Home  »  library  »  poem  »  From an “Elegy”

C.D. Warner, et al., comp. The Library of the World’s Best Literature.
An Anthology in Thirty Volumes. 1917.

From an “Elegy”

By Clément Marot (1496–1544)

THY lofty place, thy gentle heart,

Thy wisdom true in every part,

Thy gracious mien, thy noble air,

Thy singing sweet, and speech so fair,

Thy robe that does so well conform

To the nature of thy lovely form:

In short, these gifts and charms whose grace

Invests thy soul and thee embrace,

Are not what has constrainèd me

To give my heart’s true love to thee.

’Twas thy sweet smile which me perturbed,

And from thy lips a gracious word

Which from afar made me to see

Thou’d not refuse to hear my plea.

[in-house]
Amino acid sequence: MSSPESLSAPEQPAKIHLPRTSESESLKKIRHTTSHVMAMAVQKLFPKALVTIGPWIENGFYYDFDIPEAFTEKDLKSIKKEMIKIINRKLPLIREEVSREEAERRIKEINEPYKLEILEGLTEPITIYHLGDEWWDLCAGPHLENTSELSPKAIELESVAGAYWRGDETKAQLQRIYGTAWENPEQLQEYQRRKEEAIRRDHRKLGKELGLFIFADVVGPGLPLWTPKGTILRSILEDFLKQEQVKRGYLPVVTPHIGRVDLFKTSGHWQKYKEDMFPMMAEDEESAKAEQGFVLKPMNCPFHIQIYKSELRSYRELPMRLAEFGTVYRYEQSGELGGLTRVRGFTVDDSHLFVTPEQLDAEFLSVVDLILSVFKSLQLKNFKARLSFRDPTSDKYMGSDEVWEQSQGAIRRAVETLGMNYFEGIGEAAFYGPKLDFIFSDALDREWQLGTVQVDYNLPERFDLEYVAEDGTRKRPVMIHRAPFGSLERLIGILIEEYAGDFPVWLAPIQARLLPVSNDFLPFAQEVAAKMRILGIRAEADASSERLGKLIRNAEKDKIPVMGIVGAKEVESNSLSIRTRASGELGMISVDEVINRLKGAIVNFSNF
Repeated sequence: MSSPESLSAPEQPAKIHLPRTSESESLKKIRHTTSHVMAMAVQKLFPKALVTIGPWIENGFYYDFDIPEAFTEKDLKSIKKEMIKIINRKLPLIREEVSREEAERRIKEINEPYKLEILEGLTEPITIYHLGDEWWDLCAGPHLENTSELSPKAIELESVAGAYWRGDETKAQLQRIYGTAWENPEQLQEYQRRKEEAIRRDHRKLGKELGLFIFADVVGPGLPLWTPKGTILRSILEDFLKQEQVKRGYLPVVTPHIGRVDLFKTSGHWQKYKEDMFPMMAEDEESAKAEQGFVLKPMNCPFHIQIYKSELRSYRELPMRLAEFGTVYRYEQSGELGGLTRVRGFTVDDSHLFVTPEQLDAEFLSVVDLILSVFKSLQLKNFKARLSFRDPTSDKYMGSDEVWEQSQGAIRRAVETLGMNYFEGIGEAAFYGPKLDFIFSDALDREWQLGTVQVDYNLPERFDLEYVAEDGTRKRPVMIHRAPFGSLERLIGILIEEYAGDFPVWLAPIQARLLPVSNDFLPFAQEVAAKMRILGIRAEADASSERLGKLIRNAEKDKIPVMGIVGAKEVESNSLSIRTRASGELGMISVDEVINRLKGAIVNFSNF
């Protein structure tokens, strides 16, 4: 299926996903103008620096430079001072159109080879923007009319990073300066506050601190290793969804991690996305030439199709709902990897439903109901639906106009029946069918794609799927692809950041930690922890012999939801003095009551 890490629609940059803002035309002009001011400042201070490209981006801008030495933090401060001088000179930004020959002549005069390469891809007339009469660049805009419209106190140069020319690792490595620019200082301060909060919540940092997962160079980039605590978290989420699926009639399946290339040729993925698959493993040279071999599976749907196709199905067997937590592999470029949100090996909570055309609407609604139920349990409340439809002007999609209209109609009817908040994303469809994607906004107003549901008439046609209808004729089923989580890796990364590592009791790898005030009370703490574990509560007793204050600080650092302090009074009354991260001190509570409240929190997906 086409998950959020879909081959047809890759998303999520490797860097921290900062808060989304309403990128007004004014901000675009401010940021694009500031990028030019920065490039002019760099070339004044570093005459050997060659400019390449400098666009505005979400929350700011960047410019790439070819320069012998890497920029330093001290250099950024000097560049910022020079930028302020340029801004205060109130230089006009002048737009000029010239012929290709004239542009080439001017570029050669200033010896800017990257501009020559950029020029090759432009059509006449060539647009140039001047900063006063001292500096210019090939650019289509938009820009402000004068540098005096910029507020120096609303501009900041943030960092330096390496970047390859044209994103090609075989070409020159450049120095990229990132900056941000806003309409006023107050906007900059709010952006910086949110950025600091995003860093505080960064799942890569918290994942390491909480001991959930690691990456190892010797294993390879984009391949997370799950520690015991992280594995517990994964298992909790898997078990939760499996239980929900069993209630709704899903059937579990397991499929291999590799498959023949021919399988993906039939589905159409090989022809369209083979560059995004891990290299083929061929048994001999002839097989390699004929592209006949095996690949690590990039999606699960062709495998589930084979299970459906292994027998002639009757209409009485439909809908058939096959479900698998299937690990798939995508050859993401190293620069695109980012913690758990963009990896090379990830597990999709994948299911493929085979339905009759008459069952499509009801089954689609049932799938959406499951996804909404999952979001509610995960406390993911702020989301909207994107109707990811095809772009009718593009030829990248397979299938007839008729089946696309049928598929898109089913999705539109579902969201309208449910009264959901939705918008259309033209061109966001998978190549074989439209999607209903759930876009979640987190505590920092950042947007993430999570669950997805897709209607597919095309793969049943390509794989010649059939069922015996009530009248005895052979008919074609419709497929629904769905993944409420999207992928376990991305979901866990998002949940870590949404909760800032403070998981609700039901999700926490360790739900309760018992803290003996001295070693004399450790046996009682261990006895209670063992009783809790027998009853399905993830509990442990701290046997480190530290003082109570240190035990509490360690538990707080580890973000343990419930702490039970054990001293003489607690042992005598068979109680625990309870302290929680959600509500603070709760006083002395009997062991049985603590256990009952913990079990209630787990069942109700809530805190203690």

Come, let us make one heart of two!

Better work we cannot do;

For ’tis plain our starry guides,

The accord of our lives besides,

Bid this be done. For of us each

Is like the other in thought and speech:

We both love men of courtesy,

We both love honor and purity,

We both love never to speak evil,

We both love pleasant talk that’s civil,

We both love being in those places

Where rarely venture saddened faces,

We both love merry music’s measure,

We both in books find frequent pleasure.

What more is there? Just this to sing

I’ll dare: in almost everything

Alike we are, save hearts;—for thine

Is much more hard, alas! than mine.

Beseech thee now this rock demolish,

Yet not thy sweeter parts abolish.